• You served in Peace Corps Response.
  • All volunteers in your country dramatically evacuated in perilous 007-esque circumstances.
  • You contracted a little-known jungle disease.
  • You served 2 years, from January 2017- December 2018.

The point is, what looks to you like a terrible admittance to failure blaring from your resume doesn’t actually mean anything to anyone at all.


Here’s what will stay the same whether you ET or not:

  1. You experienced life-altering, mind-opening things.
  2. You met people and saw places you’ll never forget.
  3. You’ll get all the social and career prestige of being a Returned Peace Corps Volunteer.
  4. You feel totally accepted in Peace Corps crowds.
  5. Peace Corps appears on your resume.
  6. You have the character traits and work ethic of a Peace Corps Volunteer.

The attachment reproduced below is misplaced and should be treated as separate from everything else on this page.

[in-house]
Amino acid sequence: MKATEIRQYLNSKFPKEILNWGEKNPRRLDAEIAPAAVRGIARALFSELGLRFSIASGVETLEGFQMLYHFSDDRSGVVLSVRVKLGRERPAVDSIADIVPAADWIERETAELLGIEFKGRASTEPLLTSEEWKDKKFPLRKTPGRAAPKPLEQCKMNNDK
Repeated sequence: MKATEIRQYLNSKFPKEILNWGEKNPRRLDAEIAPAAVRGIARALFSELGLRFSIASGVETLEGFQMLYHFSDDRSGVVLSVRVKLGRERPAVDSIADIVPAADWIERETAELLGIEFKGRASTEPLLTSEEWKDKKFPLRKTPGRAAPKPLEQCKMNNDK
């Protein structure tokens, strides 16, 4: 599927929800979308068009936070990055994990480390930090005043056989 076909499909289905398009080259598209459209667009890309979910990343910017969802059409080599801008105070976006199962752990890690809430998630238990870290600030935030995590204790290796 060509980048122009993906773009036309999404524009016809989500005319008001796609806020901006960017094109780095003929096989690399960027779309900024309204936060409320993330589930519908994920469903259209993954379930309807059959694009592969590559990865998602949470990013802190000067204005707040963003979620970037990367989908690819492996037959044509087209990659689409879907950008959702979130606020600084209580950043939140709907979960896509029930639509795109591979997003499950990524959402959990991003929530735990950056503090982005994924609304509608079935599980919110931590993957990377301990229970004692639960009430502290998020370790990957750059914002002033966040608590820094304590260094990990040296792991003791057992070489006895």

7. Your Peace Corps service impresses potential employers. 
  8. You’re proud to be a Returned Peace Corps Volunteer.


Early termination is emotionally tumultuous. Fortunately, the emotions are  the worst part of ETing. Be sure to process your emotions in a health way. Then you’ll regain your perspective on all the amazing people, places, moments, smiles, connections, and lessons that truly define your Peace Corps experience. Early termination will become a small detail barely worth mentioning. And you’ll still be a Returned Peace Corps Volunteer.

What to do after Peace Corps Early Termination

What do early termination Peace Corps Volunteers need? Tons of support. Learn more here.

If early termination sounds like the end of your world, check out How Early Termination Will Impact Your Life.

Wondering what to do after Peace Corps? Check out our services exclusively for Peace Corps Volunteers. We subsidize services for Peace Corps folk, and your first session is free!

Book a Free Session Now